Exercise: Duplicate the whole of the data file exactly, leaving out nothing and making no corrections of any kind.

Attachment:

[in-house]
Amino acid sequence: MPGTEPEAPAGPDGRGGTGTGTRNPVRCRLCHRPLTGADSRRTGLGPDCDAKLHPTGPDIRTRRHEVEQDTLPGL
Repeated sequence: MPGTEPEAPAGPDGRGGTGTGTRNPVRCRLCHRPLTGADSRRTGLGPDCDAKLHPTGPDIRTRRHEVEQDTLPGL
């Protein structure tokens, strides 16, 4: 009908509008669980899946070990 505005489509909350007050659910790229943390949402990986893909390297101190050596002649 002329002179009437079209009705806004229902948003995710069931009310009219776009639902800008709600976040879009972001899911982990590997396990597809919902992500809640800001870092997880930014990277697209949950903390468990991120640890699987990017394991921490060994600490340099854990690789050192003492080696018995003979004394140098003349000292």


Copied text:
[in-house]
Amino acid sequence: MPGTEPEAPAGPDGRGGTGTGTRNPVRCRLCHRPLTGADSRRTGLGPDCDAKLHPTGPDIRTRRHEVEQDTLPGL
Repeated sequence: MPGTEPEAPAGPDGRGGTGTGTRNPVRCRLCHRPLTGADSRRTGLGPDCDAKLHPTGPDIRTRRHEVEQDTLPGL
């Protein structure tokens, strides 16, 4: 009908509008669980899946070990 505005489509909350007050659910790229943390949402990986893909390297101190050596002649 002329002179009437079209009705806004229902948003995710069931009310009219776009639902800008709600976040879009972001899911982990590997396990597809919902992500809640800001870092997880930014990277697209949950903390468990991120640890699987990017394991921490060994600490340099854990690789050192003492080696018995003979004394140098003349000292």